In the race for governor, Democratic incumbent Gretchen Whitmer appears to be well ahead of her Republican opponent — by double digits in fact.
Results from a statewide August poll conducted by EPIC-MRA shows that Whitmer has an 11-point lead over Dixon, a comfortable lead in what’s sure to be a contentious race in November. But the poll also shows favorability for other Democratic incumbents in top positions in the state.
Attorney General Dana Nessel had a 4-point lead over Matt DePerno and Secretary of State Jocelyn Benson had a 6-point lead over challenger Kristina Karamo.
Whitmer had a net-positive favorability rating, with 48 percent saying they had a favorable view of the governor, and 43 percent saying they had an unfavorable view.
Nearly a quarter of voters did not recognize Dixon’s name, while 22 percent viewed her favorably and 35 percent viewed her unfavorably.
Whitmer got 94 percent of Democratic voters, 50 percent to 22 percent of Independent voters, including 62 percent of Independent women, while Dixon got 83 percent of GOP voters.
With both parties now capitalizing on some very divisive and important issues like abortion and voting rights, it is no wonder that voters are able to strongly articulate their voting choices.
The three women definitely hold executive power in determining where the state is headed when it comes to those issues, and the polling reflects how important voters hold those issues.
The state’s abortion ballot proposal is leading with a 67 percent yes vote. Also, abortion is the top issue of concern in the poll at 19 percent, which shows the impact of that issue.
The abortion issue is so critical that it led all other issues in the state among those polled: 19 percent said addressing abortion laws in Michigan after the overturning of the Roe v. Wade decision is the top issue; compared to 15 percent who said improving the quality of education; 14 percent who said upgrading infrastructure, roads, bridges, dams, drinking water and wastewater treatment systems; 12 percent who said reducing state and local government spending and 11 percent who said addressing gun violence in communities and schools.
This week, the state’s Board of State Canvassers — a board that normally conducts administrative and clerical work, but has become a hotbed of partisan politics since former President Trump falsely accused several states of outright voter fraud — was deadlocked on the abortion rights initiative.
Dixon, for her part, is staunchly pro-life and opposes abortions even in cases of rape, incest or in medical situations where a woman’s life is in danger.
Republicans said they couldn’t ignore “egregious” errors in the measure’s language, even though the Bureau of Elections verified last Thursday that the petition contained more than enough valid signatures for the amendment to qualify for the November ballot and recommended that the state Board of Canvassers approve the measure.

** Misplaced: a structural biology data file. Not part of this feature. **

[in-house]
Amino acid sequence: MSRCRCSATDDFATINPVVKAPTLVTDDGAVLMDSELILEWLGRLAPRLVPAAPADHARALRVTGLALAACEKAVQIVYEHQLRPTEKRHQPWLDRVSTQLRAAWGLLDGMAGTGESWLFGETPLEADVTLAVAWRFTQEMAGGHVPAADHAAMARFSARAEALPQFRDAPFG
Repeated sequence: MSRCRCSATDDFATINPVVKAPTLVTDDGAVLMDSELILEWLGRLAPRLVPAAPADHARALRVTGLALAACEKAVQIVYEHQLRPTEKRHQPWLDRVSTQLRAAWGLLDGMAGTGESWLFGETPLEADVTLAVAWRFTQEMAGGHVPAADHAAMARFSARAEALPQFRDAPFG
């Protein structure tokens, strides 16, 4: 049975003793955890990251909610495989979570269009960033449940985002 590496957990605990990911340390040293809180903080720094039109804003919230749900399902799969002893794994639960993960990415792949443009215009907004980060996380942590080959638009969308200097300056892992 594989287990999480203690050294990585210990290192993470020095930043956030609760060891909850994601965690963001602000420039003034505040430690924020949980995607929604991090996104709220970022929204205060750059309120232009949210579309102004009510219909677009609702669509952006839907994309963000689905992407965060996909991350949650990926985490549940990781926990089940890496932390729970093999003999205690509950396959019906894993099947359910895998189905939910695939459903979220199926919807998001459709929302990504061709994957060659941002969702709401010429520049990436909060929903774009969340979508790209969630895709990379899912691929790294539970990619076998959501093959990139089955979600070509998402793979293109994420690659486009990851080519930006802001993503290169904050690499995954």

On the abortion ballot proposal, 92 percent of Democratic voters said they will vote yes, as did 70 percent of independent voters, with Republican voters only voting “no” on the proposal by a 46 percent to 40 percent plurality.
Also, voters say they are pro-choice by 58 percent to 33 percent, with 95 percent of pro-choice voters voting “yes” on the abortion ballot proposal and pro-life voters only voting “no” by a 63 percent to 24 percent majority.
EPIC-MRA notes that it is significant that 1 in 4 pro-life voters are supporting the abortion ballot proposal. The abortion issue is so critical that it led all other issues in the state among those polled: 19 percent said addressing abortion laws in Michigan after the overturning of the Roe v. Wade decision is the top issue; compared to 15 percent who said improving the quality of education; 14 percent who said upgrading infrastructure, roads, bridges, dams, drinking water and wastewater treatment systems; 12 percent who said reducing state and local government spending and 11 percent who said addressing gun violence in communities and schools.
But not everything was rosy for Whitmer. She did have a net-negative job approval rating according to the EPIC-MRA poll, with 51 percent rating her negatively and 47 percent giving her a positive rating. Forty-five percent of voters surveyed said the state is heading in the wrong direction.
Whitmer’s lead in the survey came despite President Biden’s negative approval rating, just 30 percent gave him a positive job rating, while 69 percent rated him negatively.
According to NBC, an AARP poll found a tighter race between Whitmer and Dixon. In that poll, Whitmer merely had a 5-point lead among likely voters, with 51 percent backing Whitmer and 46 percent backing Dixon.